17. Great article! I remember what it was like as a kid to have this happen – very upsetting. I try to be good about this, but you have given me a couple ideas to improve on with Gaby. Thanks!

  18. I just read the page and especially the part on ‘subtle invalidation’ and it’s actually true: we do often invalidate children by not really understanding how THEY feel. Good advice!

  19. This is great! It really makes one aware of ways you can invalidate another without meaning to and paying attention to not doing this in future! Please continue to write these articles, they are very helpful!

    1. Very nice article! As a father of two boys under the age of 4 I can really use this data. Thanks for making it broadly available!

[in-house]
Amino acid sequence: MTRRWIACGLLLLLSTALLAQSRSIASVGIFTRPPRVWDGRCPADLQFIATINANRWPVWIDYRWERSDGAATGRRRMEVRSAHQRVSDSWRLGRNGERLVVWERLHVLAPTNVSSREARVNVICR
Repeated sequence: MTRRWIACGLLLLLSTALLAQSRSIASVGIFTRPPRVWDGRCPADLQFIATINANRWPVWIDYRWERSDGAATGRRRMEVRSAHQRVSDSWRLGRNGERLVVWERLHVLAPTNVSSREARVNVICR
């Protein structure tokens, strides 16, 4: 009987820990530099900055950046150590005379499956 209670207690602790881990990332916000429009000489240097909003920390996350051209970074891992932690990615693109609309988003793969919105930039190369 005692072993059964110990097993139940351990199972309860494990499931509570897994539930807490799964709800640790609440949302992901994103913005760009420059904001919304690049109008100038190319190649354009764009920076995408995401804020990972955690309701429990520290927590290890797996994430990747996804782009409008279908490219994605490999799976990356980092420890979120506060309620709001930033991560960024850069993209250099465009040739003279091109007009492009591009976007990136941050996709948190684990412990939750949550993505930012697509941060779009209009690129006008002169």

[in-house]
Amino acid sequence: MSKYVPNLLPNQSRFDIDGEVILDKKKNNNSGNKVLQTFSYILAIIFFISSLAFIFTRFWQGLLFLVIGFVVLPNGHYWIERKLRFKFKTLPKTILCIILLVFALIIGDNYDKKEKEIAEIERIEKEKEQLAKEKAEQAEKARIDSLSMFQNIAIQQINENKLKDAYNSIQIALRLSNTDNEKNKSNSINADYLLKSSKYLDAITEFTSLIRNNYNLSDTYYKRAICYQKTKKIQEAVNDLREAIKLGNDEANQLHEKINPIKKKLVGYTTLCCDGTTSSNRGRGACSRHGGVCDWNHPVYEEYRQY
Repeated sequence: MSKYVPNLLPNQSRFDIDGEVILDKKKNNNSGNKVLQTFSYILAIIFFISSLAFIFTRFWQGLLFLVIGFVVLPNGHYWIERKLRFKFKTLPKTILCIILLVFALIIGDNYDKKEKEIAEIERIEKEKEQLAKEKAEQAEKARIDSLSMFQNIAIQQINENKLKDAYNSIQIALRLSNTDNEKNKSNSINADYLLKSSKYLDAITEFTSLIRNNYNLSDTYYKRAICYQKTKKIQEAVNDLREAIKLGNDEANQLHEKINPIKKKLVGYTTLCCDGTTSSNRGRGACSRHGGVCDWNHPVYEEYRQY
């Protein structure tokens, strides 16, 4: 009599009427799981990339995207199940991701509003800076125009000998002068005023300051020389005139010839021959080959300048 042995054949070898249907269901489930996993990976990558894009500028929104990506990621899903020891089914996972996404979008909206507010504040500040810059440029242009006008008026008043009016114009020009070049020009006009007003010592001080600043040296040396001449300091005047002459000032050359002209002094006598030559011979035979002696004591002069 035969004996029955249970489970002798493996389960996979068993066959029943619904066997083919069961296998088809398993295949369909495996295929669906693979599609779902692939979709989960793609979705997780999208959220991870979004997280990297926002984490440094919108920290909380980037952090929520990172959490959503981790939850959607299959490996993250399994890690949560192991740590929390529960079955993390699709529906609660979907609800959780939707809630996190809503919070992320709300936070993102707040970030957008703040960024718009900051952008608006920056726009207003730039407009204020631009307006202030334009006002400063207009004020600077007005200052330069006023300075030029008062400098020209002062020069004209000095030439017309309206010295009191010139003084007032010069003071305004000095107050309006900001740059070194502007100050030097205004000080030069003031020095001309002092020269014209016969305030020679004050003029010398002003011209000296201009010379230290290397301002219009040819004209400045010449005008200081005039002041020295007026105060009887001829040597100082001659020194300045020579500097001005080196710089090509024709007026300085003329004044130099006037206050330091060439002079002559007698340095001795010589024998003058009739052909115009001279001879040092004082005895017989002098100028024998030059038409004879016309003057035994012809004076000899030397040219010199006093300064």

20. Children are so important to this society. I’m glad there are people out there who are working to make their lives easier.

  21. Excellent article, thank you!
    When I was a teen, there was an incident where I had gotten extremely angry at my family, all of whom just heartily laughed in my face. I recall clearly my feeling of inval at not being taken seriously. So this is one area where I’ve always tried to be ‘serious’ when my son has an upset. I’ve discovered other areas though where I realised I was inadvertently invalidating his beingness, such as overriding his decisions. I am still learning about how to show him a given decision is not survival without thereby invalidating his self determinism! Being a parent is for sure a lifetime of learning :))


  22. I am so glad to see that you put this in. I have been trying to catch up with all your postings.